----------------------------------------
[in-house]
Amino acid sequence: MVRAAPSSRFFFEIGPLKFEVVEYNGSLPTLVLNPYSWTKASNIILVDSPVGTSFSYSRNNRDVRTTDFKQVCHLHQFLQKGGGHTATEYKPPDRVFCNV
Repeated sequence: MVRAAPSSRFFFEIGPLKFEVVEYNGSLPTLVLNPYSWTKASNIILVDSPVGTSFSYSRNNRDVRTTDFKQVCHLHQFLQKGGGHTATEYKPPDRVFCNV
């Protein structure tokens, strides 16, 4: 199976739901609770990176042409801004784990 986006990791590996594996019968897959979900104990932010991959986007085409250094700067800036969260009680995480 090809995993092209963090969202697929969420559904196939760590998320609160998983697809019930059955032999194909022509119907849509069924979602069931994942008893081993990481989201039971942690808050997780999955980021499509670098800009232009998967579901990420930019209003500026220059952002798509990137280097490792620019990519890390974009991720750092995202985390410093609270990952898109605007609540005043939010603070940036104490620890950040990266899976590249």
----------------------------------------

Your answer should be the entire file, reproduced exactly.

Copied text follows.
[in-house]
Amino acid sequence: MVRAAPSSRFFFEIGPLKFEVVEYNGSLPTLVLNPYSWTKASNIILVDSPVGTSFSYSRNNRDVRTTDFKQVCHLHQFLQKGGGHTATEYKPPDRVFCNV
Repeated sequence: MVRAAPSSRFFFEIGPLKFEVVEYNGSLPTLVLNPYSWTKASNIILVDSPVGTSFSYSRNNRDVRTTDFKQVCHLHQFLQKGGGHTATEYKPPDRVFCNV
């Protein structure tokens, strides 16, 4: 199976739901609770990176042409801004784990 986006990791590996594996019968897959979900104990932010991959986007085409250094700067800036969260009680995480 090809995993092209963090969202697929969420559904196939760590998320609160998983697809019930059955032999194909022509119907849509069924979602069931994942008893081993990481989201039971942690808050997780999955980021499509670098800009232009998967579901990420930019209003500026220059952002798509990137280097490792620019990519890390974009991720750092995202985390410093609270990952898109605007609540005043939010603070940036104490620890950040990266899976590249």